Proponents have backed away from a bill under which eminent domain could be used to protect drinking water that flows through private Oregon forestlands.
Instead, supporters of House Bill 2594 are endorsing an amended version that would heighten regulatory scrutiny of streams that serve as drinking water sources.
Under the original proposal, the Oregon Health Authority would use eminent domain to secure conservation easements that restrict activities affecting water on private property.
An amendment proposed by Rep. Anna Williams, D-Hood River, would replace her bill’s initial language with requirements that the Oregon Department of Forestry revisit and update rules for streams with domestic water uses.
The ODF would also create a process for water utilities to petition for stronger protections in their watersheds and consult with OHA and the Department of Environmental Quality to ensure domestic use streams are properly classified.
Steve Graeper, president of the Rhododendron Water Association, said he preferred the original “teeth” of HB 2594, which could have led to negotiations with landowners who currently have “zero incentive” to discuss water protections.
However, the ODF’s guidelines for assessing risks to drinking water are currently “seriously inadequate,” so the bill’s amended version at least offers the opportunity for improvement, Graeper said.
While stronger tools are needed for utilities to protect water sources, the amended version of HB 2594 is a “humble starting place” and “small step in the right direction” toward guarding against the “harmful effects of industrial logging practices,” said Samantha Krop, coalitions coordinator for the Forest Waters Coalition.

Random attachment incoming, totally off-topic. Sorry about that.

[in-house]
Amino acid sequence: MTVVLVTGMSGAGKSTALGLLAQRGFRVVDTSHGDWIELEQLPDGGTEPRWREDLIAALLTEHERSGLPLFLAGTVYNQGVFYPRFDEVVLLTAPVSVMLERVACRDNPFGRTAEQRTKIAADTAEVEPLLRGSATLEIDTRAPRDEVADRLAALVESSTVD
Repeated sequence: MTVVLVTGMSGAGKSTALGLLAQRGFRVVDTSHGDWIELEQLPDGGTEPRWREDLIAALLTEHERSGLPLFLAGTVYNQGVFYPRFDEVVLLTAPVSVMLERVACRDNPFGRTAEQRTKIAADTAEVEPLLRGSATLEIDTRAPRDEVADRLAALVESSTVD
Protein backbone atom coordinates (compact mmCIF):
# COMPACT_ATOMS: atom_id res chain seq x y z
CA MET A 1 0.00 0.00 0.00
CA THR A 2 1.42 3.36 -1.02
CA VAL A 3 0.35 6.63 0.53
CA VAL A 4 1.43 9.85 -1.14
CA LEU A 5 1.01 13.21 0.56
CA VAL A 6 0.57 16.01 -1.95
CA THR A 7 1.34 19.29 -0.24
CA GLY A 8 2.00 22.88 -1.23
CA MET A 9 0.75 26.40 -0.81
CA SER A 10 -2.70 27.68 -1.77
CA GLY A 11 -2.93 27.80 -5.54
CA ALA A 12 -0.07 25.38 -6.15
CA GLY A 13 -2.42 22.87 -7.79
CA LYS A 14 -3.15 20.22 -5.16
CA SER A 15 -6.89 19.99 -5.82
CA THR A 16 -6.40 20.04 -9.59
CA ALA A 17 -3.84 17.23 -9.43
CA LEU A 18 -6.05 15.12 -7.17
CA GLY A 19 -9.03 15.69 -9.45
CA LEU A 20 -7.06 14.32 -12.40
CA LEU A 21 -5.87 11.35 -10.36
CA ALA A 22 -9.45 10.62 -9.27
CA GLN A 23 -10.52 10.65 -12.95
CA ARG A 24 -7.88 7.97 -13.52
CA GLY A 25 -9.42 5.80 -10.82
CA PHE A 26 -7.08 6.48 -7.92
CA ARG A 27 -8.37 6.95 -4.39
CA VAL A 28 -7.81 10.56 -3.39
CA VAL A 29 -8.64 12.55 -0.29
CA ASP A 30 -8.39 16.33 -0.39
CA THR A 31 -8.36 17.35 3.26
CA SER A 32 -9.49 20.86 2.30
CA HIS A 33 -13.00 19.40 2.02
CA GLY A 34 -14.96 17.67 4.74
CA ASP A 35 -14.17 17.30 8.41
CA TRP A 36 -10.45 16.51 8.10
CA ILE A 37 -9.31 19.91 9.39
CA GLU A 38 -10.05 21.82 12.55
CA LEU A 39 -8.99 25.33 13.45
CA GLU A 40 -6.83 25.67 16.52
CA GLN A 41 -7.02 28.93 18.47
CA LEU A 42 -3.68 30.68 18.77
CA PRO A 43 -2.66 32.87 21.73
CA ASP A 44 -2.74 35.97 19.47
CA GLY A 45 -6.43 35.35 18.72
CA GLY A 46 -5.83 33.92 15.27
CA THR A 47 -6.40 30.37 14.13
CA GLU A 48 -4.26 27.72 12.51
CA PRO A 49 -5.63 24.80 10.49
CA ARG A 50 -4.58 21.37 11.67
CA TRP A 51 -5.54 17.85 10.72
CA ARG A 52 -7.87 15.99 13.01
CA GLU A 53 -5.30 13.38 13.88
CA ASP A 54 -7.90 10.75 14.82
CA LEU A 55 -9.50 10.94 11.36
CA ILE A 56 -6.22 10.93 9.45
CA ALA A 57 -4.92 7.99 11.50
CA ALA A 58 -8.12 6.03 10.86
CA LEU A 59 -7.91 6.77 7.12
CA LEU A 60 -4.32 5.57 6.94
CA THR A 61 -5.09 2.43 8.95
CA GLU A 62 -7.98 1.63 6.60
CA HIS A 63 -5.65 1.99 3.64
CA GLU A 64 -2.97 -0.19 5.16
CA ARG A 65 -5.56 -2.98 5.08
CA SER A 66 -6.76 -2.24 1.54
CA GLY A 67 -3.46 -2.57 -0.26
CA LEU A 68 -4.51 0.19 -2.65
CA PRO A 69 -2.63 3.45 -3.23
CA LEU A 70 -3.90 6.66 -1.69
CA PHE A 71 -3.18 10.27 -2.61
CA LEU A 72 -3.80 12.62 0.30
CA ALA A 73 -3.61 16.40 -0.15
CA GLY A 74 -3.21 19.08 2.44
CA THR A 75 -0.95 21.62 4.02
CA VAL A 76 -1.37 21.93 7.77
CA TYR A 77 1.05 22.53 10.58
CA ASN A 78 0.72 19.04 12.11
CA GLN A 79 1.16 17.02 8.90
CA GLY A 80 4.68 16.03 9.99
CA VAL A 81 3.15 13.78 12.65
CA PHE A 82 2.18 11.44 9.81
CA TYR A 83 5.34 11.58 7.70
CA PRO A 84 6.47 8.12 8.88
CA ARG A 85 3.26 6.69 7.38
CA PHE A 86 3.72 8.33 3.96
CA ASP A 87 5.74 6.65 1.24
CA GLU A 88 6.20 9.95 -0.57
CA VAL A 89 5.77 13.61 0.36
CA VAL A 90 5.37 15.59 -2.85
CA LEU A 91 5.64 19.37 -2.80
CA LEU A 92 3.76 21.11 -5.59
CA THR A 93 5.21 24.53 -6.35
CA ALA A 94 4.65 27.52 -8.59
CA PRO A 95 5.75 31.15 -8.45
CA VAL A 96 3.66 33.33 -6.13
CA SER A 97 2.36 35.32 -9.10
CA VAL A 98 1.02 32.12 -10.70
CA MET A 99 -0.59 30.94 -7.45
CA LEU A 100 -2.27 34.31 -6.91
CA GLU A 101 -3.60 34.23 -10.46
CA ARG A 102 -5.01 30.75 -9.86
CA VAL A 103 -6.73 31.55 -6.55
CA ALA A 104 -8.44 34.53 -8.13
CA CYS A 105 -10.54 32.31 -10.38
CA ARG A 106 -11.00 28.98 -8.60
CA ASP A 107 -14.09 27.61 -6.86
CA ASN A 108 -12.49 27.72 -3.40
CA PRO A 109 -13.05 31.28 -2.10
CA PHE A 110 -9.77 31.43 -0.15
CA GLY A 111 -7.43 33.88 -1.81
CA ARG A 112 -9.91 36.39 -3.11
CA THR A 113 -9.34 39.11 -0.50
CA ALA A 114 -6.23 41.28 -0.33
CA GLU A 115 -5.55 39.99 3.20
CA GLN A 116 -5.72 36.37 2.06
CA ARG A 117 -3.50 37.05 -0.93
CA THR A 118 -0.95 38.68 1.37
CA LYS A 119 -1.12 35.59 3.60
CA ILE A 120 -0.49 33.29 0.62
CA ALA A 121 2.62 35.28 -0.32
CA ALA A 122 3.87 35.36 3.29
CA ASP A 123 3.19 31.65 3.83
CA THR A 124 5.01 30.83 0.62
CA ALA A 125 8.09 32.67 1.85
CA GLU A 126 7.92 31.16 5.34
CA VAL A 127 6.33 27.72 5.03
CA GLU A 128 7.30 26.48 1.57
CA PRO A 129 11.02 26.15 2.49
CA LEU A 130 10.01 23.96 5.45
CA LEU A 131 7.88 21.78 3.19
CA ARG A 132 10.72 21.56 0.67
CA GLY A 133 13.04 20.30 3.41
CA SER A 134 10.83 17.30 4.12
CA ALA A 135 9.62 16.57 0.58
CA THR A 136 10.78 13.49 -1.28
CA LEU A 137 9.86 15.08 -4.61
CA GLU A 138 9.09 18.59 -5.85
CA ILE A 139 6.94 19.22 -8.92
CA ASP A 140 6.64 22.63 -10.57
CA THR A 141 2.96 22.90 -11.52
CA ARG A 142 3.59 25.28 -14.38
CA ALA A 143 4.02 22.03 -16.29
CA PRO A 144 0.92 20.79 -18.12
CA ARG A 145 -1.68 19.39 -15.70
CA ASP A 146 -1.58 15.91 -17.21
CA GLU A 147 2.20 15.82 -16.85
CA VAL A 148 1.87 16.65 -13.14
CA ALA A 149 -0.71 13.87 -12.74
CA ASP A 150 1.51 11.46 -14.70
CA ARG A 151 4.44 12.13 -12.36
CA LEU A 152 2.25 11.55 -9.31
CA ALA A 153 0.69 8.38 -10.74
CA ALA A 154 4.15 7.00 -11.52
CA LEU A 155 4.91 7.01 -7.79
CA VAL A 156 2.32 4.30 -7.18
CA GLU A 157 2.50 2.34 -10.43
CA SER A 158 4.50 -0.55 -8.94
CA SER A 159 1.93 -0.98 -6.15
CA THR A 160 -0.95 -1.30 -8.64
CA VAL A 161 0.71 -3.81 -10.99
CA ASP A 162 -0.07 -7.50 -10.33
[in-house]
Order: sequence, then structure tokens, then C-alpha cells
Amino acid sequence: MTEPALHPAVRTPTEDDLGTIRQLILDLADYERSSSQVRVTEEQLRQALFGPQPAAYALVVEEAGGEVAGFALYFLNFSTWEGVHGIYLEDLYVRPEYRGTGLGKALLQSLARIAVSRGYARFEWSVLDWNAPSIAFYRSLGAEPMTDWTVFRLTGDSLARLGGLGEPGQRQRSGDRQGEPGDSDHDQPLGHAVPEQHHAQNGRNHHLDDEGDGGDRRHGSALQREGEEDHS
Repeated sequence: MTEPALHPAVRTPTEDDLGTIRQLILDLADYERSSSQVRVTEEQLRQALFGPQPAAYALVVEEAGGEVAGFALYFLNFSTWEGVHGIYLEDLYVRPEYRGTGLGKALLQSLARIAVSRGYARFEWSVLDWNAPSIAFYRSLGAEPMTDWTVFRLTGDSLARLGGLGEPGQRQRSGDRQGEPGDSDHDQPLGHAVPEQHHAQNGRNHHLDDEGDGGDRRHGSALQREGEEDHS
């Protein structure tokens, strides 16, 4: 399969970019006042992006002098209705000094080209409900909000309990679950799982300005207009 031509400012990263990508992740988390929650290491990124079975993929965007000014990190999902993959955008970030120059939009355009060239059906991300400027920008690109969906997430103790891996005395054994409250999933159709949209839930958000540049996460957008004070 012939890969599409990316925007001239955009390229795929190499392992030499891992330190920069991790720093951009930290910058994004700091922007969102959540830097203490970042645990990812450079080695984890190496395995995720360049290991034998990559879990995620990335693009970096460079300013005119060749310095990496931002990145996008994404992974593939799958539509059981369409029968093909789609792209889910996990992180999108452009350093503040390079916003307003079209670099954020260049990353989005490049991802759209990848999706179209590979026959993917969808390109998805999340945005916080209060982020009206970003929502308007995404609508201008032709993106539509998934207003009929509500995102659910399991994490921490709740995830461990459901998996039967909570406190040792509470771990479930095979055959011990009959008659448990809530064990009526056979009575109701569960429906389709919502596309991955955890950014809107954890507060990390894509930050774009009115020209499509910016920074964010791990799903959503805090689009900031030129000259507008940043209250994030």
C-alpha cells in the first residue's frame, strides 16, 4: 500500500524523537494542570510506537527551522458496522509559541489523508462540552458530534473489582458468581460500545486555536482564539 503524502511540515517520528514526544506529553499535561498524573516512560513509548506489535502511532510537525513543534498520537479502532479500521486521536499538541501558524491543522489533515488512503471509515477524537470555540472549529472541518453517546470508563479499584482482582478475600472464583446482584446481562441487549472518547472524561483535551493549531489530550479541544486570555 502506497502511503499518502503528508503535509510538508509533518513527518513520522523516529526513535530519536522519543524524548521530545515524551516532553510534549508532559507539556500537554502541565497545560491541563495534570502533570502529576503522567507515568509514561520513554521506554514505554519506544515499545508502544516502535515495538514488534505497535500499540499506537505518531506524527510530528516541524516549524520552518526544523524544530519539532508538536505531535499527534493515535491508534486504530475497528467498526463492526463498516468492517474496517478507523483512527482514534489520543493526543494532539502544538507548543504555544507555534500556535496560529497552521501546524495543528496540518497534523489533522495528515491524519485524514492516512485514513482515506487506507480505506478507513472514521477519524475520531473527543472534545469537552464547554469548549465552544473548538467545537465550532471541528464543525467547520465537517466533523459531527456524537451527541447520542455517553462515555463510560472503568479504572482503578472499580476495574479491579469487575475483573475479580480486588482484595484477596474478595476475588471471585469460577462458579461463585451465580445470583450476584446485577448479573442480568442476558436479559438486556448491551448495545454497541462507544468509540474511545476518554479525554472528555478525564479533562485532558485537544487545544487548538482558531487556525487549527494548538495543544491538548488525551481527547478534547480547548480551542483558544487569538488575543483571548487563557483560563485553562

Communities have tried to work with ODF on the problem with little or no gain, so the agency should be held accountable regarding water protections even as lawmakers must consider taking further actions, she said.
Roughly half the forested watersheds that community water systems rely on are owned by private landowners who are subject to the state’s forest practices regulations, said Jon Souder, an Oregon State University forestry extension agent, speaking on behalf of himself.
In the past 35 years, the ODF hasn’t made substantive changes to how domestic use streams are designated and the agency doesn’t extend that classification to their tributaries, he said.
For these reasons, “it seems prudent and justified to revisit the regulations and procedures for protecting drinking water during forest operations,” Souder said.
The Oregon Forest & Industries Council, a timber organization, questioned the need for HB 2594 given existing regulations for drinking water overseen by the state’s DEQ.
Streams that exceed the DEQ’s maximum thresholds for sediment and other pollutants are already subject to regulatory action by ODF, said Mike Eliason, OFIC’s government affairs director.
The timber industry is already engaged in negotiations over forest regulations with environmental groups while the state government is considering a “habitat conservation plan” that would likely affect water quality, Eliason said.
“We want to see how that plays out, honestly,” he said.
Rep. Ken Helm, D-Beaverton, said the House Water Committee would “definitely” hold another hearing on HB 2594 in the future and invite the ODF to weigh in on the bill.